The Corner

Derb vs. Riley, Round 2

Yesterday, Derb posed a few questions to Jason Riley, based on my interview with Riley about his new book on immigration. In an e-mail, Riley responds: 

John Derbyshire’s response to my interview with John Miller suggests that I assert a correlation between population density and national prosperity. (“He seemed to say ‘the more the better.’”)

I said no such thing, seemingly or otherwise.

The first chapter of my book is, among other things, a refutation of Malthusianism. There is no correlation between population growth and national prosperity. Malthus’s limits theories were wrong, as contemporaries like David Ricardo did not hesitate to tell him, and as Malthus himself acknowledged in later editions of his initial essay. During Malthus’s own lifetime, his prediction that more people would tend to produce a drop in the standard of living was proved false. Population and living standards rose simultaneously, and continue to do so today.

The more interesting phenomenon, which I also address in the first chapter, is why conservatives who know better ignore these facts and find common cause with zero-population-growth hysterics on the left for the purposes of opposing immigration. And as my book explains, it’s not the only example of conservatives pocketing their free-market principles to advance a restrictionist agenda. For some reason, when the topic turns to immigration, many on the right abandon Ricardo, Smith, Mill, Sismondi and even Ronald Reagan, and they embrace . . . Lou Dobbs. This is troubling.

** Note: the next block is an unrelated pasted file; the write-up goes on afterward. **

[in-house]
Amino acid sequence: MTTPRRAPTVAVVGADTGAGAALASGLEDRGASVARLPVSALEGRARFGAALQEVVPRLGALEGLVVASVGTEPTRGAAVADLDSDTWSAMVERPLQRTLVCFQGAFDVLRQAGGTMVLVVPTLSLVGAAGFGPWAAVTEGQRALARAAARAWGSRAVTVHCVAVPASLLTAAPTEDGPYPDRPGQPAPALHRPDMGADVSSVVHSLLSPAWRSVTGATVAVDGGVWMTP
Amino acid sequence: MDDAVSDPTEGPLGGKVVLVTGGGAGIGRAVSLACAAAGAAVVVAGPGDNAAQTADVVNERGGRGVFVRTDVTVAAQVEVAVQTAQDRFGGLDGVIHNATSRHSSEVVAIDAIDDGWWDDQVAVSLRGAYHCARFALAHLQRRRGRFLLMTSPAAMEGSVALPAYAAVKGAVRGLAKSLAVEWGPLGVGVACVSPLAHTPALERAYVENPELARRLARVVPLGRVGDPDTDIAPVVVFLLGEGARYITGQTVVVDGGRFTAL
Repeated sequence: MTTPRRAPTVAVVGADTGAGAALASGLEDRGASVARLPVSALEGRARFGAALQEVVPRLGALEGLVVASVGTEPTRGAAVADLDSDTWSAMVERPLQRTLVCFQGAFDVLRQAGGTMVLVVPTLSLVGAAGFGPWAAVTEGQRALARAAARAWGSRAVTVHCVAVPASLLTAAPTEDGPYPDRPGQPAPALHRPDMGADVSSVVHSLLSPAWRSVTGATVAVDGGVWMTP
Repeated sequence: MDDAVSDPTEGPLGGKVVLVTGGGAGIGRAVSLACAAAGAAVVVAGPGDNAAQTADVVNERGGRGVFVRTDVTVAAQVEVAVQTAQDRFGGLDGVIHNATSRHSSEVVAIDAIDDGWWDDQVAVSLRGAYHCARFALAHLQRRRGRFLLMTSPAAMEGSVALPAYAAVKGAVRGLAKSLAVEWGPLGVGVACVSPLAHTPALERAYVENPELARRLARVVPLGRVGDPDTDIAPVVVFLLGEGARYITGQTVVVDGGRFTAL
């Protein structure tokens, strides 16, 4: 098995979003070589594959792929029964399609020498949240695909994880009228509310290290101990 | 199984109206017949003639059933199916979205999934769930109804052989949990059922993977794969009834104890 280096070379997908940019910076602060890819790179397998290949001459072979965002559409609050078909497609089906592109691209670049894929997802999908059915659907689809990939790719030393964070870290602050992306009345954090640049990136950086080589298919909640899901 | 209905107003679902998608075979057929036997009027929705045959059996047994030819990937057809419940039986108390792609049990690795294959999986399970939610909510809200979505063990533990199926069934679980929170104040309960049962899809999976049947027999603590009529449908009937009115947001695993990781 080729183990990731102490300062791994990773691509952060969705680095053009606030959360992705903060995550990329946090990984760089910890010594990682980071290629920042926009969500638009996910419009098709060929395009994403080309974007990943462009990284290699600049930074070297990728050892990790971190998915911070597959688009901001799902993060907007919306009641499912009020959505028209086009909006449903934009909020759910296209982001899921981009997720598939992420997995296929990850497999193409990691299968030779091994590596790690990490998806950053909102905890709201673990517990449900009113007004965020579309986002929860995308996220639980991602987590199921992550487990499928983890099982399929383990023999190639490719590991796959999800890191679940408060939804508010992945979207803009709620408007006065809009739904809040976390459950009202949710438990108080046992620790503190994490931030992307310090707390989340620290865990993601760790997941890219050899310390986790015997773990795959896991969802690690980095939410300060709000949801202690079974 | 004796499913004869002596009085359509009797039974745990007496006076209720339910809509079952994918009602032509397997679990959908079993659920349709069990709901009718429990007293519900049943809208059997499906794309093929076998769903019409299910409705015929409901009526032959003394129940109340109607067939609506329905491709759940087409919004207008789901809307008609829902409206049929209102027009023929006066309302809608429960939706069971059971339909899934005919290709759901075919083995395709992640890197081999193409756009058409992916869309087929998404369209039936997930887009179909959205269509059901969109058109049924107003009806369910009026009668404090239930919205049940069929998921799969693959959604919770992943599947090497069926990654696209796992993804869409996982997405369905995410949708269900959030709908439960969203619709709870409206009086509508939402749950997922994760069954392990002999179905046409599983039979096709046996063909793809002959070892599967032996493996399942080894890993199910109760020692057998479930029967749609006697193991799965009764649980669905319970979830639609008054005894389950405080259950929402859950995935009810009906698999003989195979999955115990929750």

Derbyshire’s second point is that we already have guest-worker programs in this country, yet we still have illegal immigration, so guest-worker programs don’t work. But the existence of a guest-worker program tells you nothing about its viability. His argument is akin to a teachers’ union official saying that we have charter schools and voucher programs in the U.S., yet we still have kids who aren’t learning, so school choice doesn’t work. What we have in this country right now are guest-worker programs (and school choice programs) that are laden with regulations that discourage participation and minimize impact. I argue for fixing them.

Finally, Derbyshire cites a poll that shows most Americans want fewer immigrants, even though we all know that polls provide different answers based on how question are asked. You show me your polls and I’ll show you mine. But if Derbyshire, who’s an immigrant, is so convinced that his poll reflects the will of Americans and should be heeded, why doesn’t he pack up his bags and leave the country?

Of course, as someone who’s pro-immigrant, I hope he doesn’t do that. I think we should continue welcoming immigrants, even the ungrateful ones who want to lift the drawbridge after they’re here.

John J. Miller, the national correspondent for National Review and host of its Great Books podcast, is the director of the Dow Journalism Program at Hillsdale College. He is the author of A Gift of Freedom: How the John M. Olin Foundation Changed America.


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